Like many people, Timmy Jernigan was surprised when the Ravens traded Pro Bowl defensive tackle Haloti Ngata to the Detroit Lions.
While the move put Jernigan in line to become a starter this year, it didn't send him running to the gym. He was already there.
As the Ravens now open their first week of Organized Team Activities (OTAs), Jernigan is out to prove that he can step into the spot vacated by one of Baltimore's greatest defensive players.
"It's definitely something I've been waiting for for a long time," Jernigan said.
"I've known I'm more than capable of doing the job. Now it's just a point of proving it. Last year, I showed flashes. You've got to be able to do it consistently day in and day out. It's huge shoes to fill."
Jernigan gave a preview of what's to come during his rookie season. He played in 12 games and started three while Ngata was suspended for violating the league's substance abuse policy. He notched 23 tackles and four sacks.
Despite taking just 330 snaps, Jernigan ranked as the league's 14th-best defensive end in a 3-4 system, according to Pro Football Focus (PFF). He ranked sixth in run-stop percentage and second, only behind Houston's J.J. Watt, in pass-rush productivity.
Jernigan has long been looking for more playing time. He was a backup during his first two years at Florida State and was still named an All-American. He became a starter during his junior college year, but the Seminoles blew out so many opponents that he said he played only four full games.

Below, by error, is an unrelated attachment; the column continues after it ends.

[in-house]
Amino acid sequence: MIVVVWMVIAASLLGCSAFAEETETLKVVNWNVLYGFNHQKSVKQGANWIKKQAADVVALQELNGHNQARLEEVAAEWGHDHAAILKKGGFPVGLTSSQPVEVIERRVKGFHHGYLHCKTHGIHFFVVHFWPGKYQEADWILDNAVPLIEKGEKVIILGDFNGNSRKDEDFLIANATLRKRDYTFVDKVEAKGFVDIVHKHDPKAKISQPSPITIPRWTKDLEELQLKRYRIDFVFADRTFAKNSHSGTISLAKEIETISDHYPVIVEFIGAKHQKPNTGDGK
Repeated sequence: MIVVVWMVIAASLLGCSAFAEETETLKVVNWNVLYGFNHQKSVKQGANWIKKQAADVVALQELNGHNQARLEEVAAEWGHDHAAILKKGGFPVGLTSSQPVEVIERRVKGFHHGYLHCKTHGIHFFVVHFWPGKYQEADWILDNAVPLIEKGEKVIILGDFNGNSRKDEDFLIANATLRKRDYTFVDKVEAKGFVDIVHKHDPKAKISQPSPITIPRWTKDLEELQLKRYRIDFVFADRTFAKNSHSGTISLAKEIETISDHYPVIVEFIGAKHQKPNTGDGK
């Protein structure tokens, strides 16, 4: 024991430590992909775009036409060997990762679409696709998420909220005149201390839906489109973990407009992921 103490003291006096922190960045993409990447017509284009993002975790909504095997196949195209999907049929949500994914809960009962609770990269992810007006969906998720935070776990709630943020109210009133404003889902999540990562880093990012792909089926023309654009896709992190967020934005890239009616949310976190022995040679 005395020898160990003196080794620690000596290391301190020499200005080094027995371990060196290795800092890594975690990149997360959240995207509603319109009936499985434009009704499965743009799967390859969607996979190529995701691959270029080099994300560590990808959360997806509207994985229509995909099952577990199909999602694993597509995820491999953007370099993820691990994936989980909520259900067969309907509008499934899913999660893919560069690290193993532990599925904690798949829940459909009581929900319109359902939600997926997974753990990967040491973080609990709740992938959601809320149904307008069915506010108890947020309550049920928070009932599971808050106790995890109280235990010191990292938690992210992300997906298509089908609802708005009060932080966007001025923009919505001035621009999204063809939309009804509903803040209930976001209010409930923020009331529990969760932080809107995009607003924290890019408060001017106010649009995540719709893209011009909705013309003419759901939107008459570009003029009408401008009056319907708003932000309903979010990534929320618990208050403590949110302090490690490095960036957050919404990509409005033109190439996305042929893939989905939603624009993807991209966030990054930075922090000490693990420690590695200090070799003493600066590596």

When he came to the Ravens as a second-round pick last year, Jernigan was playing behind Ngata and Brandon Williams, who emerged in his sophomore campaign.
"This is my first time ever really getting a chance to play and be a starter," he said. "I'm ready to show the world, man. And I will."
Jernigan went back to Florida to train this offseason, splitting his time between Bommarito Performance Systems in Miami, and home in Lake City, Fla.
Jernigan said he concentrated on improving his endurance so he could take on 50 to 55 snaps per game this year. He said he's shed five pounds (putting him at 295), and is in "the best shape I've ever been in."
When news of Ngata's trade arrived, he continued at the same high training pace.
"I didn't need the trade to wake me up," he said. "I've been grinding since I got here [to Baltimore].
"When you're grinding and you work for what you want, you don't feel pressure. There are obviously expectations there. It's Haloti Ngata at the end of the day. But I don't feel the pressure people talk about because I know what I'm capable of doing and I know I've been working."
In addition to improving his endurance, Jernigan will continue to hone his technique. While he was adept at penetrating gaps, he sometimes got out of position while trying to make plays.
Jernigan says he'll continue to learn to play within the system, but isn't going to be taking on the same role as Ngata.
"I can sit there and look at film and be like, 'Man, what was I thinking there?' Sometimes it worked, sometimes it didn't," he said. "But at the end of the day, that's the type of player I am. I'm a slasher, I get off the ball quick. I'm not really the big, two-gap, 350-pounder. That's not me. Haloti and I are two totally different players."